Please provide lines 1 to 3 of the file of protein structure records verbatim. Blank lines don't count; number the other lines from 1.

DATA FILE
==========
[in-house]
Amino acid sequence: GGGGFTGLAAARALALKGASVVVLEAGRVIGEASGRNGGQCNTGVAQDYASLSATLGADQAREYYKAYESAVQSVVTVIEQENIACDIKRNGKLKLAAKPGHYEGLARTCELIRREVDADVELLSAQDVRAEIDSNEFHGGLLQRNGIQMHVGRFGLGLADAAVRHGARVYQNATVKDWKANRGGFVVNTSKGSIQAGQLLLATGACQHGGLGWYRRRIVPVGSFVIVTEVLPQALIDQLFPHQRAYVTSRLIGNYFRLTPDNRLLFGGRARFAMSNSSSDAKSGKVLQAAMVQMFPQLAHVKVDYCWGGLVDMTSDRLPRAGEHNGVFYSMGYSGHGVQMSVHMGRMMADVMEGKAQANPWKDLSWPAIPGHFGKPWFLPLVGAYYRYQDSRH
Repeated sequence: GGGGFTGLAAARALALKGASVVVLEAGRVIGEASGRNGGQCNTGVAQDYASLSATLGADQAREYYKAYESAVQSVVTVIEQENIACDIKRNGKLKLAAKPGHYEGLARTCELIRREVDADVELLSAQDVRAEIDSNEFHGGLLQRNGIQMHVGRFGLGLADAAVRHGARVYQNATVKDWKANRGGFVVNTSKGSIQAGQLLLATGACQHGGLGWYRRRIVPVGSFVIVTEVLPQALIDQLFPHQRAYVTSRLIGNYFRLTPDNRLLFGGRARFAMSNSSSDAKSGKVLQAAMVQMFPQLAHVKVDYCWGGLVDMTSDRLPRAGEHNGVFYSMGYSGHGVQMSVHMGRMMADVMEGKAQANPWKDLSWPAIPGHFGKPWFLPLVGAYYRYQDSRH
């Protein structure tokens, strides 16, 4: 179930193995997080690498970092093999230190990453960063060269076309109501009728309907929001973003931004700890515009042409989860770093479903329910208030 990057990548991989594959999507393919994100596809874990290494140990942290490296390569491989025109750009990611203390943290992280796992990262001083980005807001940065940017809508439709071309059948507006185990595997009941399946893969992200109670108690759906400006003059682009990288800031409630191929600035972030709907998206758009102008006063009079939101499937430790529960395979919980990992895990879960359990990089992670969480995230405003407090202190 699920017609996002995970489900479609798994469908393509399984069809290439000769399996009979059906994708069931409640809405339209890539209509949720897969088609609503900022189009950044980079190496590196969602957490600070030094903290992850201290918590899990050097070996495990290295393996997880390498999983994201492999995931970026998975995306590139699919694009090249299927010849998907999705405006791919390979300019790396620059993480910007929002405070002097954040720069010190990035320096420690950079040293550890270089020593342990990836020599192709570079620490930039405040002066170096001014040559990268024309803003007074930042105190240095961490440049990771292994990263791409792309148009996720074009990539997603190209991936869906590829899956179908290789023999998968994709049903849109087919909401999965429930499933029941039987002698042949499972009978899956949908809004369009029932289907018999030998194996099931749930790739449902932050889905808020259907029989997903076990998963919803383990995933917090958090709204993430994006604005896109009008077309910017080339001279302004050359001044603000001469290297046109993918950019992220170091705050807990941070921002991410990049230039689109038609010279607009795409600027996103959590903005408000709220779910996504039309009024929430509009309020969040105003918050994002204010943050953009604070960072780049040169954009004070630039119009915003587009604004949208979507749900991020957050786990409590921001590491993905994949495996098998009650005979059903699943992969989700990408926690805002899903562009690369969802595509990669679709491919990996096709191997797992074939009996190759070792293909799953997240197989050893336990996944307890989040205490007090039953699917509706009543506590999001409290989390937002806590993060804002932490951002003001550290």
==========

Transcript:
[in-house]
Amino acid sequence: GGGGFTGLAAARALALKGASVVVLEAGRVIGEASGRNGGQCNTGVAQDYASLSATLGADQAREYYKAYESAVQSVVTVIEQENIACDIKRNGKLKLAAKPGHYEGLARTCELIRREVDADVELLSAQDVRAEIDSNEFHGGLLQRNGIQMHVGRFGLGLADAAVRHGARVYQNATVKDWKANRGGFVVNTSKGSIQAGQLLLATGACQHGGLGWYRRRIVPVGSFVIVTEVLPQALIDQLFPHQRAYVTSRLIGNYFRLTPDNRLLFGGRARFAMSNSSSDAKSGKVLQAAMVQMFPQLAHVKVDYCWGGLVDMTSDRLPRAGEHNGVFYSMGYSGHGVQMSVHMGRMMADVMEGKAQANPWKDLSWPAIPGHFGKPWFLPLVGAYYRYQDSRH
Repeated sequence: GGGGFTGLAAARALALKGASVVVLEAGRVIGEASGRNGGQCNTGVAQDYASLSATLGADQAREYYKAYESAVQSVVTVIEQENIACDIKRNGKLKLAAKPGHYEGLARTCELIRREVDADVELLSAQDVRAEIDSNEFHGGLLQRNGIQMHVGRFGLGLADAAVRHGARVYQNATVKDWKANRGGFVVNTSKGSIQAGQLLLATGACQHGGLGWYRRRIVPVGSFVIVTEVLPQALIDQLFPHQRAYVTSRLIGNYFRLTPDNRLLFGGRARFAMSNSSSDAKSGKVLQAAMVQMFPQLAHVKVDYCWGGLVDMTSDRLPRAGEHNGVFYSMGYSGHGVQMSVHMGRMMADVMEGKAQANPWKDLSWPAIPGHFGKPWFLPLVGAYYRYQDSRH